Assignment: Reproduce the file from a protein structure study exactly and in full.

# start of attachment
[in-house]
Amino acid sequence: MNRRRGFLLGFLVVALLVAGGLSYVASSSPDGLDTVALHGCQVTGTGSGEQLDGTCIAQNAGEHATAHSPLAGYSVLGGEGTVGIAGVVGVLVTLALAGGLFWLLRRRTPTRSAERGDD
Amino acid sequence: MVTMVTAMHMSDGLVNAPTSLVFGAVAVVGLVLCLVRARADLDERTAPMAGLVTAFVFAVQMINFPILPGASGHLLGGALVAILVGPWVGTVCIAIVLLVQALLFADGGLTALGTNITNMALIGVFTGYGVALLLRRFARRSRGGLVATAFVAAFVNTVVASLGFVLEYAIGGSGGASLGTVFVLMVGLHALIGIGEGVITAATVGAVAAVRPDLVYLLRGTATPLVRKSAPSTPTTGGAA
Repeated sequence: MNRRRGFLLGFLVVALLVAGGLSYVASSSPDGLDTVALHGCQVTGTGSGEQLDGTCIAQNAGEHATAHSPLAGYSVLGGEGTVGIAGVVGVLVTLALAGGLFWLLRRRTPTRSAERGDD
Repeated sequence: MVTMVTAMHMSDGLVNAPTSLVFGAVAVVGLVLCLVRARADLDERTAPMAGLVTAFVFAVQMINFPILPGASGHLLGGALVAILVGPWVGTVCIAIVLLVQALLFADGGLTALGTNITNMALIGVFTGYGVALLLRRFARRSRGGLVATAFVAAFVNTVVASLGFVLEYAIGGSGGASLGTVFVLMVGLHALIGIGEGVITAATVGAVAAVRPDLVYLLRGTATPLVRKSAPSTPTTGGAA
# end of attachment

[in-house]
Amino acid sequence: MNRRRGFLLGFLVVALLVAGGLSYVASSSPDGLDTVALHGCQVTGTGSGEQLDGTCIAQNAGEHATAHSPLAGYSVLGGEGTVGIAGVVGVLVTLALAGGLFWLLRRRTPTRSAERGDD
Amino acid sequence: MVTMVTAMHMSDGLVNAPTSLVFGAVAVVGLVLCLVRARADLDERTAPMAGLVTAFVFAVQMINFPILPGASGHLLGGALVAILVGPWVGTVCIAIVLLVQALLFADGGLTALGTNITNMALIGVFTGYGVALLLRRFARRSRGGLVATAFVAAFVNTVVASLGFVLEYAIGGSGGASLGTVFVLMVGLHALIGIGEGVITAATVGAVAAVRPDLVYLLRGTATPLVRKSAPSTPTTGGAA
Repeated sequence: MNRRRGFLLGFLVVALLVAGGLSYVASSSPDGLDTVALHGCQVTGTGSGEQLDGTCIAQNAGEHATAHSPLAGYSVLGGEGTVGIAGVVGVLVTLALAGGLFWLLRRRTPTRSAERGDD
Repeated sequence: MVTMVTAMHMSDGLVNAPTSLVFGAVAVVGLVLCLVRARADLDERTAPMAGLVTAFVFAVQMINFPILPGASGHLLGGALVAILVGPWVGTVCIAIVLLVQALLFADGGLTALGTNITNMALIGVFTGYGVALLLRRFARRSRGGLVATAFVAAFVNTVVASLGFVLEYAIGGSGGASLGTVFVLMVGLHALIGIGEGVITAATVGAVAAVRPDLVYLLRGTATPLVRKSAPSTPTTGGAA